I call thoughts like these "dark thoughts." The devil lives in darkness. (Pixabay/PDPics)

I posted this question recently, "Do people who are addicted to sugar or any other substance think differently than those who are not?"

I began answering that question in the previous article, "Overcoming the Addictive Mindset, Part 1."

In the article, I quoted psychologist Dr. Lee Jampolsky in which he said that the origins of addiction are having the mindset that your happiness is "out there."

In the case of the person suffering from addiction, they have learned to associate happiness with the substance to which they've become addicted. As a result, they will resist any effort to take the substance away.

After all, they've convinced themselves that they can't be happy without it!

Now that we know the origins of the addictive mindset, let's look at the mindset that feeds an addiction. Once again, Dr. Jampolsky shares his insight:

..what continues people in the path of addiction: it is their own self-judgment, their lack of forgiveness, their own criticism to themselves, their own belief that they have done unforgivable things, their own shame and their own guilt for all of the things that they have done. But they don't want to look at that because they believe that it's real. So they continue in the same patterns because it somehow pushes it away for a moment, a week or however long it might be.

I call thoughts like these "dark thoughts." The devil lives in darkness. In fact, the origin of the word "devil" comes from the Greek word "diavolos" which means "slanderer" or "accuser."

Imagine someone pointing a finger at you, saying the worst things about you. Would you stand for that?

Unfortunately, many of us do because we allow a bully to live in our minds.

When you allow slander or accusation to rule your mind, mental strongholds are built. They make you feel so demoralized that they can even drive you into immoral behavior.

How can you overcome this pattern?

In Dr. Jampolsky's statement above, he talked about the denial people with addictive mindsets have:

"But they don't want to look at that because they believe that it's real."

To overcome, however, you must have the courage to look.

The Spirit showed me that our unwillingness to look inside ourselves to determine what's going on in our minds compares to children afraid of the "Boogie Man."

I wrote to a TBYT reader recently:

Do you know how a child might be scared to enter a dark room because they believe a "Boogie Man" lives in the closet or under the bed and is going to get them? The only way to dispel that child's fear is to expose those dark places to the light so they can see that the "Boogie Man" was only in their imagination, not real.

There's only one way to know the truth...confront it. There is an old saying, 'You cannot conquer what you will not confront.'"

2 Corinthians 10:5 describes this process as "casting down imaginations and every high thing that exalts itself against the knowledge of God, bringing every thought into captivity to the obedience of Christ" (2 Cor. 10:5).

I recommend that you start writing down the thoughts you have every day through journalling. In this way, you'll see how you are thinking in black and white so that you can confront it.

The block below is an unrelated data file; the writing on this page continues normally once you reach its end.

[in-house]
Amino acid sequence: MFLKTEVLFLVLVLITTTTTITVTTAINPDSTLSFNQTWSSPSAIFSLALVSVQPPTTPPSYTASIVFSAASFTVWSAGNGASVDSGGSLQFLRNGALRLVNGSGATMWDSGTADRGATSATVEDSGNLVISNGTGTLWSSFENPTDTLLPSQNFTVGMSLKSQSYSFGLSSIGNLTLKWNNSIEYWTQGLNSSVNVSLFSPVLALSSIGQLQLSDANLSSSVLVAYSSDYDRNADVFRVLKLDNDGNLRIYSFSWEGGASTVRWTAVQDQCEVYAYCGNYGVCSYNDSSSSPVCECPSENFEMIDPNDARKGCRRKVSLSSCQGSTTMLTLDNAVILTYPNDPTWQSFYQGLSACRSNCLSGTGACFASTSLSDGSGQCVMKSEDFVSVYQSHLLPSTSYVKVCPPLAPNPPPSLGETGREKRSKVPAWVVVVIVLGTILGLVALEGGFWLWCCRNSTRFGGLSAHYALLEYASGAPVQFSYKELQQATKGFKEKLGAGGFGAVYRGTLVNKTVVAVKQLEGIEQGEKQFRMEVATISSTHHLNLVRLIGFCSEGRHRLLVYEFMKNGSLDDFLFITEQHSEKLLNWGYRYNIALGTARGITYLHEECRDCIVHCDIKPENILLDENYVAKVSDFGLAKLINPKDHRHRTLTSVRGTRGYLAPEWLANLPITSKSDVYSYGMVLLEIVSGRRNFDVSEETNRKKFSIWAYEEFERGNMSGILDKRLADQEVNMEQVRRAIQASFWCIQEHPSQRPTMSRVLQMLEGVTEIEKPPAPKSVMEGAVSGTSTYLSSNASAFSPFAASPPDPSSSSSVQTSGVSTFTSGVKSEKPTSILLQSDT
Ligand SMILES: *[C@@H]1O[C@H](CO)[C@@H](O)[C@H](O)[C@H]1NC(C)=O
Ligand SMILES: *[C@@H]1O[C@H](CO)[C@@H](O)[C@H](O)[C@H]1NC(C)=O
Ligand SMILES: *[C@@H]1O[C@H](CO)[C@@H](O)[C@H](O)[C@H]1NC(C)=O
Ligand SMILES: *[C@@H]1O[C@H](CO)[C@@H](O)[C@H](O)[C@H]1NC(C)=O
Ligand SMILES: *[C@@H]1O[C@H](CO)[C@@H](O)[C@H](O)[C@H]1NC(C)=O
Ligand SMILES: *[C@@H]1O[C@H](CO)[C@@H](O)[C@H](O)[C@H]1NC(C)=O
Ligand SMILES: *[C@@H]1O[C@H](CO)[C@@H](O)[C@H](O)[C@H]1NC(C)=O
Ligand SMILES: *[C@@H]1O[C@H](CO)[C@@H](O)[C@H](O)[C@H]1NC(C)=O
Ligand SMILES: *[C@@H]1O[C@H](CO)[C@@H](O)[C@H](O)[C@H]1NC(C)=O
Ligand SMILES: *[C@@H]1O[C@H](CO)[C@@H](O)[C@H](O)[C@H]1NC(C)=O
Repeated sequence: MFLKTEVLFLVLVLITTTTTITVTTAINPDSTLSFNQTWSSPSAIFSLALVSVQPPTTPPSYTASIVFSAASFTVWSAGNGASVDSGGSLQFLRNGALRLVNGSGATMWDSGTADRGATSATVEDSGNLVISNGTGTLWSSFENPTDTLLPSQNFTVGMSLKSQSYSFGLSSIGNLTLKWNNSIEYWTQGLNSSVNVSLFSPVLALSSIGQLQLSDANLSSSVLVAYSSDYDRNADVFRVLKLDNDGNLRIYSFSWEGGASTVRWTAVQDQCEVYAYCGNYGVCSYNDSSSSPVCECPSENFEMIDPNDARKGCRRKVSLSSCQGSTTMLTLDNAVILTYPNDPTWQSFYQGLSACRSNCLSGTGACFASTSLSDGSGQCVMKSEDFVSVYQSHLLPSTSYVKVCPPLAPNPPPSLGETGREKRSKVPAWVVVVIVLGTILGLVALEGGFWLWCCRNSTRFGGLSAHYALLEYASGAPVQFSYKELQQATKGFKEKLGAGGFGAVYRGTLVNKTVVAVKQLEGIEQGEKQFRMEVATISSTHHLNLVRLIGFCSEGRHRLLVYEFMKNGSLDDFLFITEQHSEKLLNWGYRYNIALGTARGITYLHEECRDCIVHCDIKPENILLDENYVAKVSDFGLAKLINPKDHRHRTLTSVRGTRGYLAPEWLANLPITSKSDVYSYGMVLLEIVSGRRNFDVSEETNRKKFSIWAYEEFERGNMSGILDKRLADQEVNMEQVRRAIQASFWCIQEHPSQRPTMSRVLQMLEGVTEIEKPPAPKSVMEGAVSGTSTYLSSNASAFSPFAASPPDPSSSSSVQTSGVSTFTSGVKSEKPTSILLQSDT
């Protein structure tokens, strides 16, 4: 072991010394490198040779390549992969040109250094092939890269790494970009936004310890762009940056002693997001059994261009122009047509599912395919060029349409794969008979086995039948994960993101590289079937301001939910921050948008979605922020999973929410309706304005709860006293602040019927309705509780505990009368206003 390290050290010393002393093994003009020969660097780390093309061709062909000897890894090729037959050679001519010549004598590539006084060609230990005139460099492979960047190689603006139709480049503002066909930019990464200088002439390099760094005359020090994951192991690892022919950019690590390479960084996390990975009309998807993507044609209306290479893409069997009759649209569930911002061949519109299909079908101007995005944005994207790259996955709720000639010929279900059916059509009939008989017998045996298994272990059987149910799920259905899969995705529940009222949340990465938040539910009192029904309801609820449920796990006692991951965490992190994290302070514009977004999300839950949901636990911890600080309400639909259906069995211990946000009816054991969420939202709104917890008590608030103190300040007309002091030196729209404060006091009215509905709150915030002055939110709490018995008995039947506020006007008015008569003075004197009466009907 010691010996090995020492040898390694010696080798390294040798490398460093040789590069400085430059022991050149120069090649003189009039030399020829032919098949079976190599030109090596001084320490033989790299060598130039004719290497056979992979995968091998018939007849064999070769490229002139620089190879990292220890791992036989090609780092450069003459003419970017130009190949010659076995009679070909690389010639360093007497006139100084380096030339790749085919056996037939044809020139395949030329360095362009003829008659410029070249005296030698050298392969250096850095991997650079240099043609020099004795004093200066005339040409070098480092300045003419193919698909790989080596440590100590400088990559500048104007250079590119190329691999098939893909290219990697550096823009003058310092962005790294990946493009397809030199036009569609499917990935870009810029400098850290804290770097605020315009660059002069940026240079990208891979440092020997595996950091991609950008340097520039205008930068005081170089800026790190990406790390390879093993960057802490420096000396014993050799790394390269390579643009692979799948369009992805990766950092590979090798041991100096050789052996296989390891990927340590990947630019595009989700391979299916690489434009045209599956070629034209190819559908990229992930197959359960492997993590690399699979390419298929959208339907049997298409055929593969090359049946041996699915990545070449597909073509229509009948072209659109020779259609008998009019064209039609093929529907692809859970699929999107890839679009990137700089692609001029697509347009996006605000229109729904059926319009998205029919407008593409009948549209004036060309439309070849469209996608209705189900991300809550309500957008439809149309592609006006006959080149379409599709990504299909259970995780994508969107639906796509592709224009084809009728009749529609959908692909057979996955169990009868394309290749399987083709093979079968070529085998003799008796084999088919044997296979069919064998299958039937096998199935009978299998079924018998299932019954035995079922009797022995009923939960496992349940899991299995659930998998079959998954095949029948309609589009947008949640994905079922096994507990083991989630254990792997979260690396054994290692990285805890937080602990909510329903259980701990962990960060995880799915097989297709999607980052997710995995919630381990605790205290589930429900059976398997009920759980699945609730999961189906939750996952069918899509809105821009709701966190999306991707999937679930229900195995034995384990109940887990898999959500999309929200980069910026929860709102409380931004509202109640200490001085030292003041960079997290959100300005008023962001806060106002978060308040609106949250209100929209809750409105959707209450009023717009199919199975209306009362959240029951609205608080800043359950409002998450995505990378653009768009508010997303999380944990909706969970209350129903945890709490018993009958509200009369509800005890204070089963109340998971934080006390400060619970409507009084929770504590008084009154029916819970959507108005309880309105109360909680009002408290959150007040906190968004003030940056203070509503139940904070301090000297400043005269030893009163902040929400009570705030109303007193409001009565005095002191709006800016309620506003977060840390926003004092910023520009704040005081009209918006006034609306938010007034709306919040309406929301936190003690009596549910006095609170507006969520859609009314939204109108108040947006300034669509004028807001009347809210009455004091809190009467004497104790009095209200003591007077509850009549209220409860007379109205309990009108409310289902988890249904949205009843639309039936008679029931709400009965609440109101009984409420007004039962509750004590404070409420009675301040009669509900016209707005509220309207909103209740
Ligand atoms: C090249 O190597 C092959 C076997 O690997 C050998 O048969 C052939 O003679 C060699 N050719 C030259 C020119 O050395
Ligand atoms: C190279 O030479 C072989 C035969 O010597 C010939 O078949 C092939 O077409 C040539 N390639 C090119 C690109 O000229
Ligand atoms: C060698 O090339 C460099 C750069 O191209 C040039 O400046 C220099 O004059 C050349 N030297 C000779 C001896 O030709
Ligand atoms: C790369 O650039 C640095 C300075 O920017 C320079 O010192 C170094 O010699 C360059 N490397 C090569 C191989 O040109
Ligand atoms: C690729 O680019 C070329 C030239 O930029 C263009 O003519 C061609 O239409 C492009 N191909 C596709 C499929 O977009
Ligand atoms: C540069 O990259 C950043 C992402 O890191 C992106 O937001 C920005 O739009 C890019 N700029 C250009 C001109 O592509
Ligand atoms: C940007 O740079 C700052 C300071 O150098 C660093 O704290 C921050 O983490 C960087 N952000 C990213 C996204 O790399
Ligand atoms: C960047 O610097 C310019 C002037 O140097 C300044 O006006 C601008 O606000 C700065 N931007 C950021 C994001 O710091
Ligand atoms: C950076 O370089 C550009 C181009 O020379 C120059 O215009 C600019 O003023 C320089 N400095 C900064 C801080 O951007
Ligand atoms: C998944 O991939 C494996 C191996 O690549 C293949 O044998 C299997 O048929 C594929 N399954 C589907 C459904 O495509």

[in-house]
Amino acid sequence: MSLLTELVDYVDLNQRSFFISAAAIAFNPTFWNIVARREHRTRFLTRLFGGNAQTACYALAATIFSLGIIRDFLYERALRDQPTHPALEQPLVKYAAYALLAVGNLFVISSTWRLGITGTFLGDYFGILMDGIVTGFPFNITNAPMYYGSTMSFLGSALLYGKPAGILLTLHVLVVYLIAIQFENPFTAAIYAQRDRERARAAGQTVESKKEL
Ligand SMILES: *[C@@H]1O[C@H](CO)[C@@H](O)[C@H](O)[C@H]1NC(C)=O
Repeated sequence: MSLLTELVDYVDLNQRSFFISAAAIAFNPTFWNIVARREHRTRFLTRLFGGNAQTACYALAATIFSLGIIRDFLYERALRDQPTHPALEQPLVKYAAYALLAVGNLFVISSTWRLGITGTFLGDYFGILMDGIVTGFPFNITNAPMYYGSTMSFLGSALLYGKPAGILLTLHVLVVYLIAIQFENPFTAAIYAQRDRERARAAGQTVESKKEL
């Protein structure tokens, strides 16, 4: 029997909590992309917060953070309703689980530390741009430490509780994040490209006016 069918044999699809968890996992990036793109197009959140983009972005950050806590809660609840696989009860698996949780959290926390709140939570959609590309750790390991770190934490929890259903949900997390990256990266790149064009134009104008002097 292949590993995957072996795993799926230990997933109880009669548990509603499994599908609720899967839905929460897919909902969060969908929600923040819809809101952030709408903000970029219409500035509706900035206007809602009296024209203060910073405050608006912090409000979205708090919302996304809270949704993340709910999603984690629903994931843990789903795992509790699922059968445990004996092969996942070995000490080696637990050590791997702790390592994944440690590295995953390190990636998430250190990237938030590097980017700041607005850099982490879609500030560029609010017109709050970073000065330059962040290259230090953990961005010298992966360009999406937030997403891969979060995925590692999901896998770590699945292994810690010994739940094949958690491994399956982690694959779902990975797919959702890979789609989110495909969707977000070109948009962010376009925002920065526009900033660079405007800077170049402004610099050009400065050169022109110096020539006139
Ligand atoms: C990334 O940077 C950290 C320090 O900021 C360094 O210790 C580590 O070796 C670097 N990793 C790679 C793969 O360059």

Let's break down the addiction-feeding mindset that Dr. Jampolsky mentioned previously and provide answers for it from God's Word:

  • Self-criticism: "I will praise You, for you made me with fear and wonder; marvelous are Your works, and You know me completely" (Ps. 139:14).
  • Lack of forgiveness of others: "And be kind one to another, tenderhearted, forgiving one another, just as God in Christ also forgave you" (Eph. 4:32).
  • Self-judgment (condemnation): "There is therefore now no condemnation for those who are in Christ Jesus, who walk not according to the flesh, but according to the Spirit" (Rom. 8:1).
  • Lack of self-forgiveness, shame and guilt:
    • "If we confess our sins, He is faithful and just to forgive us our sins and cleanse us from all unrighteousness" (1 John 1:9).
    • "Such were some of you. But you were washed, you were sanctified, and you were justified in the name of the Lord Jesus by the Spirit of our God" (1 Cor. 6:11).
    • "To Him who loved us and washed us from our sins in His own blood, and has made us kings and priests to His God and Father, to Him be glory and dominion forever and ever. Amen" (Rev. 1:5b-6).

Now that you have read these truths from God's word, be diligent to plant them into your mind through daily meditation upon them.

Think of them as spiritual food. Just like taking in physical food, you need to take in God's Word, break it down for digestion and then assimilate it, which is making it a part of you through your daily actions.

This is not a "one and done" deal, especially if an addiction has been with you a long time.

Plus, know that even as you are renewing your mind to this new way of thinking, you'll still have the impulse to go back to your old addiction.

That's because you've trained your brain to react in that way.

However, just because you have the impulse does not mean you have to follow it.

Make it easier for yourself by identifying the things and/or people in your current environment that made it easy to practice your addiction and start setting boundaries to protect yourself.

You have a race to run in the Lord; you don't need anything in your life that would hinder you from finishing well.

Once 240 pounds and a size 22, Kimberly Taylor can testify to God's healing power to end binge-eating. She is an author and the creator of the Christian weight-loss website takebackyourtemple.com. Visit today for inspirational health and weight-loss tips.

This article originally appeared at takebackyourtemple.com.

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